Surge in Treasury Yields Sends Ripples Across Global Markets


(Bloomberg) — The relentless rise in U.S. Treasury yields continued to send waves through global markets Monday, at the start of a key week for inflation watchers.

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Ten-year yields climbed through 2.75% for the first time since March 2019 as investors priced in the impact of the Federal Reserve’s tightening plan and accelerating inflation. The move pushed the greenback higher, the yen through the 125 per dollar level and erased the more than decade long premium benchmark Chinese bonds held over their U.S. counterparts. Most stocks fell.

“A move this profound from a corner of markets that has such pervasive effects — from pricing of credit to the determination of ‘risk free returns’ is a cause for major risk re-pricing, one would suspect,” said Vishnu Varathan, head of economics and strategy at Mizuho Bank Ltd. “I think the impact of such sustained and strong moves in Treasury yields will be hard to dodge for anyone.”

Global investors are still adjusting to an increasingly hawkish Fed, which last week added aggressive quantitative tightening proposals to its plan for a rapid increase in interest rates to cap surging inflation. That threatens to remove a key support for global risk assets, already under pressure from fears the central bank action could trigger a recession in the world’s largest economy.

“Fed tightening is the single biggest theme in global markets right now,” said Andrew Ticehurst, a rates strategist at Nomura Holdings Inc. in Sydney. “Yields are making fresh highs, so we are likely seeing stops and technical trading contributing to this move.”

The bond selloff is spilling into stocks, with high-priced technology shares feeling the brunt of the pressure as the rise in real yields threatens valuations. The benchmark inflation-adjusted yield climbed about eight basis points to minus 0.11% Monday, not far off a break into positive territory for the first time in two years.

That has led to a shift away from the riskiest corners of the market into more defensive names. Last week saw U.S. health-care stocks climb to all-time highs, while speculative funds built up record bets against emerging-market shares.

“If today’s inflation and fiscal concerns fester, the great diversification benefit provided by Treasury bonds to equity investors the last 25 years by usually rallying when equities sharply sold-off could be lost,” wrote David Bianco, Chief Investment Officer, Americas, at DWS. “We think the next 5% price move for the S&P 500 is likely to be down given slowing earnings growth, elevated inflation and numerous Fed hikes likely pressuring the price/earnings ratio.”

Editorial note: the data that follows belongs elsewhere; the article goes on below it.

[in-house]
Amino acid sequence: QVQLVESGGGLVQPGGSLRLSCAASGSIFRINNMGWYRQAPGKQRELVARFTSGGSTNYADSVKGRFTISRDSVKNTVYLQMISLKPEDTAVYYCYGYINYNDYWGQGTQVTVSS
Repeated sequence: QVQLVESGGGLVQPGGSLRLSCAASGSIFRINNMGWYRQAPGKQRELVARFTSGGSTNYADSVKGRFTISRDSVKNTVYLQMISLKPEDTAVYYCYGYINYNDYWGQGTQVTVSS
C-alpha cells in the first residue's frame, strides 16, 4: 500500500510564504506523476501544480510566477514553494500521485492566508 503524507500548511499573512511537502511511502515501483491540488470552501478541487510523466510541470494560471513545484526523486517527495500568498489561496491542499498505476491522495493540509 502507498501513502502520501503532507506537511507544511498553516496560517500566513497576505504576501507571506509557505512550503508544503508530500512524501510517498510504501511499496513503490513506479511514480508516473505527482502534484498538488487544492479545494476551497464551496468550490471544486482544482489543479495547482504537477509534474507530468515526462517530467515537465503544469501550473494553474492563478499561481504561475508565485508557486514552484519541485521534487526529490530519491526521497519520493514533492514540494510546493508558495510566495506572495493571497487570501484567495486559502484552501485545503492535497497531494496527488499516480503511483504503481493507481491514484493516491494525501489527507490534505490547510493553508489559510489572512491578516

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In Asia, the yield spread between Chinese 10-year bonds and Treasuries fell below zero to the lowest since June 2010. The vanishing premium — which comes as Beijing sticks to an easing stance unlike policy makers across the Pacific — is likely to dampen the appeal of Chinese assets including the yuan.

Stocks in China slumped as mounting concern over a Covid outbreak at home and the rise in yields added to persistent regulatory headwinds.

China Yield Premium Over U.S. Vanishes as Treasury Yields Spike

Meanwhile, the dollar-yen looked set to climb toward the 130 level, thanks to the widening yield gap between the U.S. and Japan. The pair rose to its highest since 2015 on Monday.

“Dollar-yen looks vulnerable to a move toward 130 if U.S. bond yields continue to push higher and the Bank of Japan remains committed to keeping the 10-year yield at 0.25%,” said Khoon Goh, head of Asia research at Australia & New Zealand Banking Group Ltd. in Singapore. “This would put more pressure on other Asian currencies as well.”

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Key for global markets this week is U.S. consumer price data, as the war in Ukraine, now into a seventh week, amplifies price pressures. Economists expect an 8.4% gain in March’s index from a year earlier, a fresh four-decade high.

“It looks like another test of nerves all round, with a confluence of growth concerns, a more aggressive Fed and high inflation from supply disruptions,” said Wai Ho Leong, strategist at Modular Asset Management.

(Updates yen move in eleventh paragraph.)

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